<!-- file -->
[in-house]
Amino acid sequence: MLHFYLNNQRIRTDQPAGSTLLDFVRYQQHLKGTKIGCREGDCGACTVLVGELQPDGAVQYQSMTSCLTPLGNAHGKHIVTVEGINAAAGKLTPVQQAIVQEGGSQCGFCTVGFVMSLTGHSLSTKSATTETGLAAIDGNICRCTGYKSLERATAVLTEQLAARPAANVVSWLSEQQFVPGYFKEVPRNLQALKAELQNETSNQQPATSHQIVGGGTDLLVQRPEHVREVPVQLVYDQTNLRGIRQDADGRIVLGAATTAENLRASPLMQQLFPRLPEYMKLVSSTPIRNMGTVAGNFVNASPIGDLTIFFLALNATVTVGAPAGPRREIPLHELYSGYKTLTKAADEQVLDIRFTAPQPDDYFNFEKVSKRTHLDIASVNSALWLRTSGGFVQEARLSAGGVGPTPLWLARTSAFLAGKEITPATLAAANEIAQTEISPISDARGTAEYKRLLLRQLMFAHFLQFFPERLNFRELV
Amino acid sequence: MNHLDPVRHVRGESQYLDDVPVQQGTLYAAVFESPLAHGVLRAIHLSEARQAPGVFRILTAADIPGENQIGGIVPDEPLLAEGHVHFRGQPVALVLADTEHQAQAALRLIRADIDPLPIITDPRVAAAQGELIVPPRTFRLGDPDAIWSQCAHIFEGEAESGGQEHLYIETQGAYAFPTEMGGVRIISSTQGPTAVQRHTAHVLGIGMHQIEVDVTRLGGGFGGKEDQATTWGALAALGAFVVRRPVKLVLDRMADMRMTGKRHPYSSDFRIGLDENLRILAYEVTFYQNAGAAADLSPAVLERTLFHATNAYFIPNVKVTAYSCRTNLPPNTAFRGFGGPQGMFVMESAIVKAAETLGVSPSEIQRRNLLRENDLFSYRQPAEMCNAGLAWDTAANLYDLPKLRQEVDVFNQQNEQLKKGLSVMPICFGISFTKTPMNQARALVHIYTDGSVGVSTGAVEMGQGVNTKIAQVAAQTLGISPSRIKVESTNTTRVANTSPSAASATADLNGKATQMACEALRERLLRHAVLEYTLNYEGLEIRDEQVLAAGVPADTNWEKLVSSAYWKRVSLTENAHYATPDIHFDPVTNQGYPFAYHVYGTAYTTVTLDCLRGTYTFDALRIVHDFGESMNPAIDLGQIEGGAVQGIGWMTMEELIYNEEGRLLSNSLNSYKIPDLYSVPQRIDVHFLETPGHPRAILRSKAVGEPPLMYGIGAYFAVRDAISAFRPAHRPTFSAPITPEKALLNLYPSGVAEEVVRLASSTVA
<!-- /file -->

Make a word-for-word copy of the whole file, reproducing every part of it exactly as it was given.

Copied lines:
[in-house]
Amino acid sequence: MLHFYLNNQRIRTDQPAGSTLLDFVRYQQHLKGTKIGCREGDCGACTVLVGELQPDGAVQYQSMTSCLTPLGNAHGKHIVTVEGINAAAGKLTPVQQAIVQEGGSQCGFCTVGFVMSLTGHSLSTKSATTETGLAAIDGNICRCTGYKSLERATAVLTEQLAARPAANVVSWLSEQQFVPGYFKEVPRNLQALKAELQNETSNQQPATSHQIVGGGTDLLVQRPEHVREVPVQLVYDQTNLRGIRQDADGRIVLGAATTAENLRASPLMQQLFPRLPEYMKLVSSTPIRNMGTVAGNFVNASPIGDLTIFFLALNATVTVGAPAGPRREIPLHELYSGYKTLTKAADEQVLDIRFTAPQPDDYFNFEKVSKRTHLDIASVNSALWLRTSGGFVQEARLSAGGVGPTPLWLARTSAFLAGKEITPATLAAANEIAQTEISPISDARGTAEYKRLLLRQLMFAHFLQFFPERLNFRELV
Amino acid sequence: MNHLDPVRHVRGESQYLDDVPVQQGTLYAAVFESPLAHGVLRAIHLSEARQAPGVFRILTAADIPGENQIGGIVPDEPLLAEGHVHFRGQPVALVLADTEHQAQAALRLIRADIDPLPIITDPRVAAAQGELIVPPRTFRLGDPDAIWSQCAHIFEGEAESGGQEHLYIETQGAYAFPTEMGGVRIISSTQGPTAVQRHTAHVLGIGMHQIEVDVTRLGGGFGGKEDQATTWGALAALGAFVVRRPVKLVLDRMADMRMTGKRHPYSSDFRIGLDENLRILAYEVTFYQNAGAAADLSPAVLERTLFHATNAYFIPNVKVTAYSCRTNLPPNTAFRGFGGPQGMFVMESAIVKAAETLGVSPSEIQRRNLLRENDLFSYRQPAEMCNAGLAWDTAANLYDLPKLRQEVDVFNQQNEQLKKGLSVMPICFGISFTKTPMNQARALVHIYTDGSVGVSTGAVEMGQGVNTKIAQVAAQTLGISPSRIKVESTNTTRVANTSPSAASATADLNGKATQMACEALRERLLRHAVLEYTLNYEGLEIRDEQVLAAGVPADTNWEKLVSSAYWKRVSLTENAHYATPDIHFDPVTNQGYPFAYHVYGTAYTTVTLDCLRGTYTFDALRIVHDFGESMNPAIDLGQIEGGAVQGIGWMTMEELIYNEEGRLLSNSLNSYKIPDLYSVPQRIDVHFLETPGHPRAILRSKAVGEPPLMYGIGAYFAVRDAISAFRPAHRPTFSAPITPEKALLNLYPSGVAEEVVRLASSTVA